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J Clin Microbiol. Jun 2006; 44(6): 2265–2267.
PMCID: PMC1489401

Comparison of Flocked and Rayon Swabs for Collection of Respiratory Epithelial Cells from Uninfected Volunteers and Symptomatic Patients

Abstract

Significantly more epithelial cells were collected by flocked swabs than by rayon swabs in parallel nasopharyngeal and nasal swabs taken from 16 volunteers. Nasopharyngeal sampling of 61 symptomatic patients also yielded more cells by flocked than rayon swabs, providing better clinical specimens for diagnosis.

Acute upper respiratory tract infections are the most common cause of illness in children (3) and in the institutionalized elderly. Timely laboratory diagnosis may allow specific antiviral therapy, avoidance or discontinuation of antibacterial agents, appropriate institutional infection control measures, and improved surveillance. Rapid testing with direct fluorescent antibody (DFA) shortens the time to laboratory diagnosis for upper respiratory viruses, but sampling must maximize the collection of respiratory epithelial cells, since the sensitivity varies with the number of infected cells examined (7).

We reasoned that the quantitation of total and infected respiratory epithelial cells would measure the adequacy of an upper respiratory tract sample but could identify no reports of using quantitative epithelial cell yield as an outcome measure to ascertain the efficacy of sampling or to compare different swab designs. Our primary study objective was to compare total respiratory epithelial cell yield of two swab designs among volunteers and symptomatic patients. Our secondary objectives were to compare nasal versus nasopharyngeal swabs (NS and NPS, respectively) among volunteers and to compare the number and proportion of infected cells between swab types among symptomatic patients.

Sixteen healthy volunteers were recruited from laboratory staff, and four operators were recruited from investigators and trained research personnel. We directly compared a new, flocked swab (Copan Diagnostics, Corona, CA) to our standard rayon swab (Copan Diagnostics) (Fig. (Fig.1).1). The flocked swab contains short nylon fiber strands attached to molded plastic, with a hydrophilic layer of nylon pile that results in the efficient collection and release of particulate matter.

FIG. 1.
Flocked and rayon swab designs.

Each volunteer was swabbed four times, using both swab designs in opposite nares in randomized order. The NPS was inserted at a distance equivalent to that from the nares to earlobe, and the NS was inserted 4 to 5 cm. Volunteers assessed discomfort from lowest to highest on a 100-mm visual analog scale (VAS). The VAS consists of a horizontal line, 100 mm long, with “no discomfort” at one end and “the worst imaginable discomfort” at the other. The volunteer marked the point in the line corresponding to their perception of discomfort. For analysis, the number of millimeters from the “no discomfort” line was measured.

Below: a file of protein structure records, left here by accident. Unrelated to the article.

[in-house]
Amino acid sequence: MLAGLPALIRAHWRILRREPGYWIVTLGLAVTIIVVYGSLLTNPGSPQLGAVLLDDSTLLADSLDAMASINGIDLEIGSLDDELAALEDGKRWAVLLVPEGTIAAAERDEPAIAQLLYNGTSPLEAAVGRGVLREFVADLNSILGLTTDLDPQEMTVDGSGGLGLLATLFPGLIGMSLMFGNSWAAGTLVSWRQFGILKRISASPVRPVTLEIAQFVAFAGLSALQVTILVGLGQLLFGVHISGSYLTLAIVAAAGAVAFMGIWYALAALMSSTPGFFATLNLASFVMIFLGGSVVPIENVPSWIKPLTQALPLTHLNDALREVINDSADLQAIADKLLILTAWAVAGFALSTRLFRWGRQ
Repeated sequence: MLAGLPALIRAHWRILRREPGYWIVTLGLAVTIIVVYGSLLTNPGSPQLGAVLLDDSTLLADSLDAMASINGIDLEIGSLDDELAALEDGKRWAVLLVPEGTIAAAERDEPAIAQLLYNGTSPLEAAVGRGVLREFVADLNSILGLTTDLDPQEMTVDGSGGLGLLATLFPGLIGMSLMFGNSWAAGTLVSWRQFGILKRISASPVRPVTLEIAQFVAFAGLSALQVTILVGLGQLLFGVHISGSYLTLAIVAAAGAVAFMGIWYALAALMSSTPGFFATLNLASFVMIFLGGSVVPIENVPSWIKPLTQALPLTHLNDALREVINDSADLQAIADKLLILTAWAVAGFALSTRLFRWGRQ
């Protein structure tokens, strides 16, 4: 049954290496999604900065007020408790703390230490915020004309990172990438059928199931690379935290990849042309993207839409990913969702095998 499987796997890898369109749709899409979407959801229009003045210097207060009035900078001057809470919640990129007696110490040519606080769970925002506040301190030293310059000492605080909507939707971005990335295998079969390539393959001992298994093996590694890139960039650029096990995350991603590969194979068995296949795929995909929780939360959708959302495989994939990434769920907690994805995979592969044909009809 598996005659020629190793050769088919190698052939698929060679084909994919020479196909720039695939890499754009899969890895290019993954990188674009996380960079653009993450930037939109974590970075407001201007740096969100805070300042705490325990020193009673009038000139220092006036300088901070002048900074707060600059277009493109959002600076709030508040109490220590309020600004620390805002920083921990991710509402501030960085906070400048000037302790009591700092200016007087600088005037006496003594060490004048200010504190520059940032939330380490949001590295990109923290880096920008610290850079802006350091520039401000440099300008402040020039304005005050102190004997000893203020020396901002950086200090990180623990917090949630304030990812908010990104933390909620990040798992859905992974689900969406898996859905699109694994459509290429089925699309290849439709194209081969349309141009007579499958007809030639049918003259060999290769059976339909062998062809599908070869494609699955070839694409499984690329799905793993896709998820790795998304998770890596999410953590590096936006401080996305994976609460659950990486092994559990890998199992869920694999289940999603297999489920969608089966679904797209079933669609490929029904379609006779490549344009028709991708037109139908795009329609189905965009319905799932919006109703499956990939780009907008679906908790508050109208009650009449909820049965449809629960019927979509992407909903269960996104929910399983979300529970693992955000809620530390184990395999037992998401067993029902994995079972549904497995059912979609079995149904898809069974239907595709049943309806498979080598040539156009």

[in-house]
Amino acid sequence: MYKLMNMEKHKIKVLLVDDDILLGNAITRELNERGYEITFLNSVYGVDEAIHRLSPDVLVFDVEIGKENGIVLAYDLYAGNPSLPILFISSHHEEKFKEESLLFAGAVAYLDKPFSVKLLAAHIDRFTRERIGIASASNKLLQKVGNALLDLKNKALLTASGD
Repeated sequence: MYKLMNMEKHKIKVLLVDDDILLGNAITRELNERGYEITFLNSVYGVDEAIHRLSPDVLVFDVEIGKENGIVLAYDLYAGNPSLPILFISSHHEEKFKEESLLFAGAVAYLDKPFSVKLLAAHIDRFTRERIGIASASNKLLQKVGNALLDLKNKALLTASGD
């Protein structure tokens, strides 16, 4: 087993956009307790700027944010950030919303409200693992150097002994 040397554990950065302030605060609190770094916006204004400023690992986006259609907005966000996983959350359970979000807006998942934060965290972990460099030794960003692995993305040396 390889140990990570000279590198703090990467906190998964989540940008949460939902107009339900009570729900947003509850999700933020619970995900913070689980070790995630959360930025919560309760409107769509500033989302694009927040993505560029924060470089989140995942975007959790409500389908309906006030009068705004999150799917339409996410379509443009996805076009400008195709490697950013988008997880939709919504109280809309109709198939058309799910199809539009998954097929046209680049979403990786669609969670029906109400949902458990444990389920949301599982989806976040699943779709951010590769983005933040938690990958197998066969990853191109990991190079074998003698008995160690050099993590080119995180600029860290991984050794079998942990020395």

Nurses sampled 61 patients seen at St. Joseph's Hospital, Hamilton, Ontario, Canada, for respiratory symptoms in January 2005, as part of routine care, using either swab type (flocked or rayon) according to availability. Samples were chosen by stratified systematic sampling from all consecutive NPS submitted to the laboratory during the study month by the two swab types and three etiologic groups: influenza virus positive, respiratory syncytial virus (RSV) positive, or DFA negative (10 samples in each of the six strata for a planned total of 60; 11 samples were obtained in one stratum). Twenty-one were adults over the age of 15 years, and forty were children. Personal identifiers were removed. Patient NPS specimens were collected using either swab according to the availability of each type on each nursing unit. Both types were in use concurrently during the study period. All swabs were placed in Universal Transport Media (Copan Diagnostics) and coded to maintain blinding.

Swabs were processed identically, according to current DFA protocols. After vortexing for 20 s to release the cells, the swabs were discarded. The medium was centrifuged, the pellet was resuspended in 1 ml of buffered saline, and then 25 μl of suspension was added to the wells on a glass slide. Slides were air dried, fixed, and stained with fluorescein isothiocyanate-labeled monoclonal antibody against seven respiratory viruses and negative control (Diagnostics Hybrids, Inc., Athens, OH). Two independent readers, blinded to swab type, used a fluorescence microscope at ×400 magnification and recorded the number of fluorescent and nonfluorescent cells per high-powered field (hpf).

The mean cell yield and visual analog data were log transformed as required to improve normality and compared by using a two-tailed paired (for volunteer) or unpaired (for patients) t test. Cell yield results from symptomatic patients were also adjusted for virus and age group in a multivariable linear regression model (SPSS for Windows 11.5). A P value of <0.05 was taken as statistically significant.